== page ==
Your little one can make a big difference for the planet

Written by: Fiona Royer

How your kids can go green

With 250 million tons of American waste going into landfill annually and 1.3 billion tons of food wasted worldwide each year, it’s important we teach our children the importance of being green. But how do you start a dialogue? Kids love to solve problems and take positive action, so how about engaging your little superhero’s special powers? Who could resist zooming to the rescue to save the planet?

Knowledge: educate
As the saying goes, knowledge is power. Helping your little heroes understand the "why" of being green is a good place to begin. There are plenty of books to explain sustainability, and the library is a great place to start. The internet is of course also a fantastic resource with a grown-up’s guidance. 

Wisdom: recycle
In the city of Chicago, our little champions see green garbage trucks on their way to school all the time. Make a game out of finding waste that can be diverted from the landfill and into the truck. Teach them about the recycling symbol so that they can sort garbage for the household. Creating charts to collate their results can help them see the impact of their actions.

Creativity: re-use
Even better than recycling something is re-using it. Children love creative projects, so how about turning a yogurt pot into a sparkly crayon holder, or taking a cereal box and repurposing it as a colorful caddy to store artwork? Utilizing stainless steel water bottles rather than purchasing endless plastic ones is another easy way to show them how to fulfill this goal.

Teamwork: community projects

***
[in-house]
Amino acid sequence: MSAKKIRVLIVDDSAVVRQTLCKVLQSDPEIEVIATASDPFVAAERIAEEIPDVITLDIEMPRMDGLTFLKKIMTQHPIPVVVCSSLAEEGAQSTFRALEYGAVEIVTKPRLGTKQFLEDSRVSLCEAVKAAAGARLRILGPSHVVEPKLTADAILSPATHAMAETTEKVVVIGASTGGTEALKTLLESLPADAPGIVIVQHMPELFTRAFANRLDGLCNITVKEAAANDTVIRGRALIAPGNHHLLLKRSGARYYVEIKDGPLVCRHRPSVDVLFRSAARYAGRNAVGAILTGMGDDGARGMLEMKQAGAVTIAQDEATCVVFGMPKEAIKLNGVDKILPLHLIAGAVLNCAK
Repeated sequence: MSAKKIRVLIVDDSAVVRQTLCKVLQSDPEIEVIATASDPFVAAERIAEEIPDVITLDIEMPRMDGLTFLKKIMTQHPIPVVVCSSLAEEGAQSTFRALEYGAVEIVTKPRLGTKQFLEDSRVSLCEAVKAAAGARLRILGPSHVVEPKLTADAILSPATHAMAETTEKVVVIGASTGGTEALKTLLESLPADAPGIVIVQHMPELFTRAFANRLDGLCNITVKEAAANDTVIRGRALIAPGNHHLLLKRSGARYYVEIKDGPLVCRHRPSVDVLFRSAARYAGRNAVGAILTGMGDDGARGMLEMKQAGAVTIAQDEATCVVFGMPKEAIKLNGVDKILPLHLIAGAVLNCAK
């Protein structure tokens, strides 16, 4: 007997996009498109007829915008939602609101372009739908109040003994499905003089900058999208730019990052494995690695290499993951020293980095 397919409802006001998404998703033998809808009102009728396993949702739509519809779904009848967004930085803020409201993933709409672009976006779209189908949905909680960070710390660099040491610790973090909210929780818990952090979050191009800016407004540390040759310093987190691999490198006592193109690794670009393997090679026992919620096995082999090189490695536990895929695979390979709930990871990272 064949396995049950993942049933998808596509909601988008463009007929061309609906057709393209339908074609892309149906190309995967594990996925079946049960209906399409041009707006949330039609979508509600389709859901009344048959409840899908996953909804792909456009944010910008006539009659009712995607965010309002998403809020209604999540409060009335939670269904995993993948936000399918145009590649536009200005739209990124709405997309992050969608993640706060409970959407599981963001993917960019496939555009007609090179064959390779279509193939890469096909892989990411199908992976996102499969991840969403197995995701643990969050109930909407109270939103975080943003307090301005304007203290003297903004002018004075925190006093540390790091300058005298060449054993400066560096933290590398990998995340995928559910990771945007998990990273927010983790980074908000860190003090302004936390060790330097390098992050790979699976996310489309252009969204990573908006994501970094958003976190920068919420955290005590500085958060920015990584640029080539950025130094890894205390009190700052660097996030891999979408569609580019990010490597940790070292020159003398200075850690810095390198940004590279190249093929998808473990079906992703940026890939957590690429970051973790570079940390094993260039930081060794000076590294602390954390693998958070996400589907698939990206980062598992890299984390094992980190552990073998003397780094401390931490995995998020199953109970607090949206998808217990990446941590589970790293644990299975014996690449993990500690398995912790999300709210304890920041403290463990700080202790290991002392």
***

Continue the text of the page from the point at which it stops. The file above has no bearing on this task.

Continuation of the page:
Working together to save the planet appeals to children’s community spirit. Picking up litter is compelling to youngsters, so try carrying a garbage bag when you’re out and about for impromptu clean-ups. Encourage them to enlist friends in their quest to save the planet by suggesting school initiatives—for example, collecting old sneakers.

Generosity: donate
Superheroes are always generous. Donating to toy drives is a great way to go green, especially when it involves diverting all those plastic play things from going into a landfill. Taking clothing to thrift stores helps to prolong their lifecycle while supporting worthy causes at the same time.

Power: take action
Conserving power is a big part of saving the planet. Talk to your amazing kids about the concept of energy so they have an understanding of what they’re trying to preserve. Turning lights off is a simple but visually impactful way they can participate. Opting to walk rather than drive, when possible, also allows them to make positive choices that save energy.

Energy: food
Help little advocates understand that decisions around food can also impact the planet. Buying local saves all that wasted energy of transporting product. Visiting the Green City Market and selecting regional produce that’s in season can be a fun activity when they write their own shopping lists. Similarly, have them create a meatless menu for another positive activity they can share in.

Commitment: gardening
Children really love to grow things. Composting allows them to indulge their love of all things gooey and gross. Then using this material to grow their own vegetables gives them the chance to participate in a longer-term project, while developing scientific learning and patience, to boot.

Even little superheroes can have a big impact on the planet.

Fiona Royer lives in Lincoln Park with her husband, Randall, and their three young children. Originally from the U.K. with a business and creative background, she now works in the Chicago philanthropic community. She believes that giving is the key to a fulfilling life. 

Related articles:

How kids can help protect our environment

Enlist the kids in sorting and donating unwanted stuff

A British expat on teaching kids manners

The NPN blog gives voice to our members' thoughts about parenting in the city, and the views expressed don't necessarily reflect our own. Want to write for us? Email with your topic ideas.


Posted on March 21, 2019 at 3:25 PM